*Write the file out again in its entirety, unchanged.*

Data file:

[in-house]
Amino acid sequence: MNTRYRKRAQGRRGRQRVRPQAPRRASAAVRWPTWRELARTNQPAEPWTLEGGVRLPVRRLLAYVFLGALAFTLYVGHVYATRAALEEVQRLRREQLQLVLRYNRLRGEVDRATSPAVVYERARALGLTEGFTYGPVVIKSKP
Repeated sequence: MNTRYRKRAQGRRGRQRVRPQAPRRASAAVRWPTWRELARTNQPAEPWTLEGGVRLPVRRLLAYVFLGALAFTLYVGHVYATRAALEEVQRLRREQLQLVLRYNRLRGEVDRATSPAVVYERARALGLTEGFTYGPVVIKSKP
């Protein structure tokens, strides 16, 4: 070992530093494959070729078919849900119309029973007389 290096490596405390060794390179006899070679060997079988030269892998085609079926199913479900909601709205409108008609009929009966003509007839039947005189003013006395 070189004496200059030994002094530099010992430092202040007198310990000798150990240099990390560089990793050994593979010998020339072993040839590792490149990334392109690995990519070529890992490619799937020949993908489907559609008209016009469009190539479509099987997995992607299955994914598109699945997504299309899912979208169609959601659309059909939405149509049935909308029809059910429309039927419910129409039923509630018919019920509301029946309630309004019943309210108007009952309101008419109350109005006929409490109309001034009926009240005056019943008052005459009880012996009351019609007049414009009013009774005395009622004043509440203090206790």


[in-house]
Amino acid sequence: MNTRYRKRAQGRRGRQRVRPQAPRRASAAVRWPTWRELARTNQPAEPWTLEGGVRLPVRRLLAYVFLGALAFTLYVGHVYATRAALEEVQRLRREQLQLVLRYNRLRGEVDRATSPAVVYERARALGLTEGFTYGPVVIKSKP
Repeated sequence: MNTRYRKRAQGRRGRQRVRPQAPRRASAAVRWPTWRELARTNQPAEPWTLEGGVRLPVRRLLAYVFLGALAFTLYVGHVYATRAALEEVQRLRREQLQLVLRYNRLRGEVDRATSPAVVYERARALGLTEGFTYGPVVIKSKP
């Protein structure tokens, strides 16, 4: 070992530093494959070729078919849900119309029973007389 290096490596405390060794390179006899070679060997079988030269892998085609079926199913479900909601709205409108008609009929009966003509007839039947005189003013006395 070189004496200059030994002094530099010992430092202040007198310990000798150990240099990390560089990793050994593979010998020339072993040839590792490149990334392109690995990519070529890992490619799937020949993908489907559609008209016009469009190539479509099987997995992607299955994914598109699945997504299309899912979208169609959601659309059909939405149509049935909308029809059910429309039927419910129409039923509630018919019920509301029946309630309004019943309210108007009952309101008419109350109005006929409490109309001034009926009240005056019943008052005459009880012996009351019609007049414009009013009774005395009622004043509440203090206790």